Molly J. Hall, Ann E. Norwood, Robert J. Ursano, Carol S. Fullerton


Biosecur Bioterror. 2003;1(2) 

In This Article

Terrorism and Distress

In the wake of terrorism most people will experience some level of psychological distress including an altered sense of safety, hypervigilance, sadness, anger, fear, decreased concentration, and difficulty sleeping. Others will be distressed and will alter their behavior, travel less, stay at home, keep children out of school, or increase smoking and alcohol use. Psychological effects are not limited to those experiencing the trauma directly; nationwide, millions of ordinary people will suffer as well.[11]

In the earliest study conducted after September 11, an interview of 560 adults nationwide, 90% reported at least one stress symptom and 44% had several symptoms of stress.[12] In another survey conducted days later, 71% reported feeling depressed, 49% had difficulty concentrating, and 33% were sleeping poorly.[13] Subsequent survey-based studies estimated that almost half a million people in New York State were experiencing symptoms that would meet criteria for acute post-traumatic stress disorder (PTSD), and in Manhattan the estimated prevalence of acute PTSD was 11.2%, increasing to 20% in people living close to the World Trade Center.[14,15] In a mental health needs assessment by the District of Columbia Department of Mental Health conducted between November 26 and December 14, 2001, 70% of 161 focus group participants reported an adverse health impact or psychological symptom, although less than 10% had sought care.[16] This included low-level depression, fear and anxiety, and heightened sensitivity to normal events such as a plane passing overhead. Alcohol and tobacco use increased as did incidents of domestic violence. The study noted that DC city youth, who already expressed fatalism about their future, now reported engaging in riskier behaviors and caring less. People altered normal day-to-day routines such as shopping or using the Metro, and 50% reported disrupted work schedules including changed number of hours and job loss. A striking theme that emerged in all 19 focus groups was that many had not made the connection between the terrorist attacks and the psychological distress they were experiencing.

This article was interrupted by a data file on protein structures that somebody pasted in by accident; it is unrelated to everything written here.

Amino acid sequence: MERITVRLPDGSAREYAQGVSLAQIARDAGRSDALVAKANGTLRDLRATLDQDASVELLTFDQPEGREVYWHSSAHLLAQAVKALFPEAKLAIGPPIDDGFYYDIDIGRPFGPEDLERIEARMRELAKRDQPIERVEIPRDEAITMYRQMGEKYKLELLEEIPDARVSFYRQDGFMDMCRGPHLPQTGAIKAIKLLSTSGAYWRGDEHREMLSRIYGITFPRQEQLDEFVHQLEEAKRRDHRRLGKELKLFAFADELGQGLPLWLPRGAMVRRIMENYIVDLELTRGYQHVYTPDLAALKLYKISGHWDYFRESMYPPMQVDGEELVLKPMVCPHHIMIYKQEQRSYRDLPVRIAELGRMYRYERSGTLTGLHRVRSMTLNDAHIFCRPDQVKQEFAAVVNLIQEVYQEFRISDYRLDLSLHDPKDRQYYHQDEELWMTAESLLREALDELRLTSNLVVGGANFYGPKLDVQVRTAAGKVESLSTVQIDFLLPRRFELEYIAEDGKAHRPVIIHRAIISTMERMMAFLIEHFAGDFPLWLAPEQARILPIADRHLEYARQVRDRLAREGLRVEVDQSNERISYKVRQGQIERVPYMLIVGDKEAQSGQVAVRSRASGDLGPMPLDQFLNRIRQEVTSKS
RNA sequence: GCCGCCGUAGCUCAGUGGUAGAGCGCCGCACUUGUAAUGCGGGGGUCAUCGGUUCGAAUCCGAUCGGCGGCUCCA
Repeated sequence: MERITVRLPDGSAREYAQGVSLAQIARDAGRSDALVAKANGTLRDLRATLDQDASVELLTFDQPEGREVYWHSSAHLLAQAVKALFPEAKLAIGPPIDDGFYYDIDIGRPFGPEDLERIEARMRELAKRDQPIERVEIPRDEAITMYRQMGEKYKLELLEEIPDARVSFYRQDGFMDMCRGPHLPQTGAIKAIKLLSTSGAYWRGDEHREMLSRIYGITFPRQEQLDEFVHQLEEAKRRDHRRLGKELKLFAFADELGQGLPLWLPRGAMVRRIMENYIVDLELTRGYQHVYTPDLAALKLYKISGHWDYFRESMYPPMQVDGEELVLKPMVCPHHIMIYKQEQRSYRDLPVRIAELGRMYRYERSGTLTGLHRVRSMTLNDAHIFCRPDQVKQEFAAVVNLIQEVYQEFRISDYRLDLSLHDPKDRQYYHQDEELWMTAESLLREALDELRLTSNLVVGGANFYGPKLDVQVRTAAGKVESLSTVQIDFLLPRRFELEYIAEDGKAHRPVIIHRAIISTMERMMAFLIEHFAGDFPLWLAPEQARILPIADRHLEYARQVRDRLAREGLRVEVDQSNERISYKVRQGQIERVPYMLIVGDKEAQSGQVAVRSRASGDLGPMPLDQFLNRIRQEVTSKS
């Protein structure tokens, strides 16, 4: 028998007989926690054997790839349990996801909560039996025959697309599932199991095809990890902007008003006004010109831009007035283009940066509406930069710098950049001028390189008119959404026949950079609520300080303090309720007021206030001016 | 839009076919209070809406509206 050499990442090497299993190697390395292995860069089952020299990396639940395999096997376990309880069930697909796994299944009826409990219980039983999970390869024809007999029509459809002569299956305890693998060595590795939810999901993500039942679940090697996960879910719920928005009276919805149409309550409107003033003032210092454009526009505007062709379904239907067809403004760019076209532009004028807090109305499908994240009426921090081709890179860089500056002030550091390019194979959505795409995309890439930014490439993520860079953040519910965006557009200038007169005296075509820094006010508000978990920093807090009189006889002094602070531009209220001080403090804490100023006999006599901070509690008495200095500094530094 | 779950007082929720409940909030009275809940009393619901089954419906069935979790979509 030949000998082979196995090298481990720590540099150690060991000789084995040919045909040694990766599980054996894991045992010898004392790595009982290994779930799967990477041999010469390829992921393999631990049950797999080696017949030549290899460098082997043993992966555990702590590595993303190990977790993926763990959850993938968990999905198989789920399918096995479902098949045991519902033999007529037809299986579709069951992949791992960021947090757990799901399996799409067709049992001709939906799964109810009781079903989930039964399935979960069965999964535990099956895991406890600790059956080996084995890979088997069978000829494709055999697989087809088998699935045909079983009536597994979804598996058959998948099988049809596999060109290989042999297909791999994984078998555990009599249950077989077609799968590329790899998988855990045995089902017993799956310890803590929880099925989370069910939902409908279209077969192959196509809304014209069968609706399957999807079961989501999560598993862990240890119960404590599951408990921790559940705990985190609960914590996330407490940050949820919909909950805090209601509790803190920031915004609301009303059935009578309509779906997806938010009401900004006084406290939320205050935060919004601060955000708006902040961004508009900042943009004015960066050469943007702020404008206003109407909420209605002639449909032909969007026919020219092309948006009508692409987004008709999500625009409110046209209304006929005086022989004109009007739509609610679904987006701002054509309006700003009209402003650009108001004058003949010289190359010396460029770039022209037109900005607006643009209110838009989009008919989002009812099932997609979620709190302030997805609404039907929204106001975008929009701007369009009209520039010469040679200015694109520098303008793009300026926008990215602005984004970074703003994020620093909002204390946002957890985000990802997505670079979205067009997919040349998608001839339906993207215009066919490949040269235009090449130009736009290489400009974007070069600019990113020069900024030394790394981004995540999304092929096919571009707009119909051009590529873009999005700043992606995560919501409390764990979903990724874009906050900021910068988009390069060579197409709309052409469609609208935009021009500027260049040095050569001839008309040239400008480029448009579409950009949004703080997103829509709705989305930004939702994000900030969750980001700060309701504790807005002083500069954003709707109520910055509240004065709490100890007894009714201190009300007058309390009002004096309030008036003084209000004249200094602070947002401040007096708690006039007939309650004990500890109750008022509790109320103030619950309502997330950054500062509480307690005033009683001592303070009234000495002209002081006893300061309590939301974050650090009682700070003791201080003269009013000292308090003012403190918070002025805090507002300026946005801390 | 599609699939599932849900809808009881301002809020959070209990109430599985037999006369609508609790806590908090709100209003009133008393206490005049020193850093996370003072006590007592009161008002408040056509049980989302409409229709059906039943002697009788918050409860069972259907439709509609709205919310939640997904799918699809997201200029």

Differentiating psychological distress from psychiatric illness is a critical public health intervention.[17] In the days and weeks following a terrorist event, well-planned public education and information campaigns are invaluable. Distress is universal and the accompanying symptoms will abate for most people over several weeks.[18] Educating the public and emphasizing the natural recovery process is important. Linking anticipated reactions and behaviors provides a measure of individual control and improves coping. Active coping strategies can be presented in multiple media forums, particularly as this has been shown to be one of the most protective strategies against ongoing distress.[11] The education and preparation of healthcare providers to evaluate and recognize the manifestations of distress and make simple interventions is important. Following the 2001 anthrax attacks, 77% of a representative sample of Americans reported that they would trust their own doctor most as a reliable source of information.[10]


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